COLUMN: 9/11 memorials important to younger generation

Flags+planted+to+honor+the+victims+of+the+9%2F11+terrorist+attacks%2C+at+a+Healing+Field+in+Huntington%E2%80%99s+Spring+Hill+Cemetery.+Marshall+President+Jerry+Gilbert+will+be+a+guest+speaker+at+a+memorial+event+at+the+Spring+Hill+Cemetery+Wednesday%2C+Sept.+11.
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COLUMN: 9/11 memorials important to younger generation

Flags planted to honor the victims of the 9/11 terrorist attacks, at a Healing Field in Huntington’s Spring Hill Cemetery. Marshall President Jerry Gilbert will be a guest speaker at a memorial event at the Spring Hill Cemetery Wednesday, Sept. 11.

Flags planted to honor the victims of the 9/11 terrorist attacks, at a Healing Field in Huntington’s Spring Hill Cemetery. Marshall President Jerry Gilbert will be a guest speaker at a memorial event at the Spring Hill Cemetery Wednesday, Sept. 11.

Sydney Shelton | Sports Editor

Flags planted to honor the victims of the 9/11 terrorist attacks, at a Healing Field in Huntington’s Spring Hill Cemetery. Marshall President Jerry Gilbert will be a guest speaker at a memorial event at the Spring Hill Cemetery Wednesday, Sept. 11.

Sydney Shelton | Sports Editor

Sydney Shelton | Sports Editor

Flags planted to honor the victims of the 9/11 terrorist attacks, at a Healing Field in Huntington’s Spring Hill Cemetery. Marshall President Jerry Gilbert will be a guest speaker at a memorial event at the Spring Hill Cemetery Wednesday, Sept. 11.

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It’s been 18 years since the horrific tragedy resulting in the loss of 2,977 lives and the destruction of the Twin Towers in New York City. Most of Marshall University’s first year students weren’t born yet or were infants when this devastation occurred. For that matter, many of Marshall’s seniors, including myself, were toddlers or young children when it happened. I have no memory of that day.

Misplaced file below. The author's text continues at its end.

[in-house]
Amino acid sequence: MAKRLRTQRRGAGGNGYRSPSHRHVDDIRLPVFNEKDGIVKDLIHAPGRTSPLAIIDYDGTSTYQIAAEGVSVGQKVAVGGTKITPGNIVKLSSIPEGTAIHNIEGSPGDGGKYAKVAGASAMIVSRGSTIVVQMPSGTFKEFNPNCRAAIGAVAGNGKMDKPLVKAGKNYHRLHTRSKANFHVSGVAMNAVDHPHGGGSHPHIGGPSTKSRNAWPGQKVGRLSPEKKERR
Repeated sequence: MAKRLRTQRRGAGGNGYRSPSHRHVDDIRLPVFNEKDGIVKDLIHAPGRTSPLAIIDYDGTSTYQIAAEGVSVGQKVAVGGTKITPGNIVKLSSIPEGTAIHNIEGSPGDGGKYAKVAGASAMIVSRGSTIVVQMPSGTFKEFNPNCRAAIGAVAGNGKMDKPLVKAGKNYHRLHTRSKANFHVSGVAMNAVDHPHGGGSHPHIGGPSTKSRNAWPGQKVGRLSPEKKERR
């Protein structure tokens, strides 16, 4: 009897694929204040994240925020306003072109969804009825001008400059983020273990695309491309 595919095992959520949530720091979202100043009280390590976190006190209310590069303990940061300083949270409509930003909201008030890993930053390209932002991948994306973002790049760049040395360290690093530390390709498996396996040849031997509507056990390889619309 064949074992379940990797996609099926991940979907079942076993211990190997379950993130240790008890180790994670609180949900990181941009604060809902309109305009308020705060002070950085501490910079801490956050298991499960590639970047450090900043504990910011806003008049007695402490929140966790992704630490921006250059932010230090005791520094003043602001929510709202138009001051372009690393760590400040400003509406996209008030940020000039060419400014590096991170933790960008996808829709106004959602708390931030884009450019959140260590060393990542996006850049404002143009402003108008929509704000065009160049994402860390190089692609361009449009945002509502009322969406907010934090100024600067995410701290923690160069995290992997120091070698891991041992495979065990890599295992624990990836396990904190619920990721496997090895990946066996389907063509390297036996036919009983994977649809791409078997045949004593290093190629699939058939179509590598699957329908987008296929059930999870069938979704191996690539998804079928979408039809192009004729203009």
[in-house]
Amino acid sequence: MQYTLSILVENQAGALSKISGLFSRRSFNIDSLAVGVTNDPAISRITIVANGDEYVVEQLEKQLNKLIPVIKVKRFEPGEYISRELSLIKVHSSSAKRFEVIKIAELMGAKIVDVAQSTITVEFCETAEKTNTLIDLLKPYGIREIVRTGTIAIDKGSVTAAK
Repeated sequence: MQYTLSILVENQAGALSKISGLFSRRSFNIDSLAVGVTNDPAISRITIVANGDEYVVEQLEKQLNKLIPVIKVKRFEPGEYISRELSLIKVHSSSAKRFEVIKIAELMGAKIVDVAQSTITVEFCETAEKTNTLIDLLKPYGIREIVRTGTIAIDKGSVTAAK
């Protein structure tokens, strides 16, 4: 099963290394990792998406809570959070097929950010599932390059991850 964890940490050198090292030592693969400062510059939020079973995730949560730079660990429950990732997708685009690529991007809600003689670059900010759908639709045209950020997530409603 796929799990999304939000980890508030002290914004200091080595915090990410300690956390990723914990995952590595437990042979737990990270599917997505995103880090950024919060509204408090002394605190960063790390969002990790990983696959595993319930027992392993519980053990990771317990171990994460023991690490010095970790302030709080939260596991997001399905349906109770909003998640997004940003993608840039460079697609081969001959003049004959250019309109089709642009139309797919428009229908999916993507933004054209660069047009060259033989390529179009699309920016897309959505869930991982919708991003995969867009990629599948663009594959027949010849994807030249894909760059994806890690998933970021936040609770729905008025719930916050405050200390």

It’s strange to think that this event is not remembered firsthand by most of America’s college students, and our country’s high schoolers obviously were not alive for it. Only the cultural memory exists in our minds. But those older than us make sure we understand the importance of the Sept. 11, 2001 tragedy. We are a generation who grew up understanding fear and heartache. We are also well aware of the hate that humans are capable of. In the aftermath of the tragedy, the pain is still tangible to us.

Each year, we see documentaries and videos of the events of Sept. 11, 2001. In school, I remember reading personal accounts and stories of that horrific day. These never cease to give me chills and hurt me to my very core. I honestly cannot imagine watching live footage of the plane crashes. How would I have reacted? As a journalist, I can’t imagine covering that tragedy. 

America was never the same after 9/11. Its citizens were forever changed and damaged. But, we’ve always been a resilient people. We overcame the attacks, and we do what we can to remember those we’ve lost.

It’s important to remember and honor the victims. It’s especially important for those of us who were too young to remember. There are ceremonies every year on the anniversary, and in the heart of New York City, there are memorials. I wish the day was revered as much as it should be; I fear that because so many of our young people don’t remember, many don’t or won’t care. Soon, we’ll be adults, and those who experienced it will get older. 

While we are taught about 9/11 in school, the conversation almost stops when we get to college, depending on our classes. Even though the events of that day didn’t happen close to Marshall, someone from Huntington perished in one of the crashes. It hits close to home. On the anniversary, there will be a memorial event at Spring Hill Cemetery in Huntington. Flags for every victim have been placed in the cemetary for a Healing Field. If we don’t go to memorial events,  we can still take a moment to pause and remember. Say a prayer, have a moment of silence, research the implications of this day that forever changed American history—not for the better. Don’t let the memory of those we’ve lost disappear. 

Amanda Larch can be contacted at [email protected]

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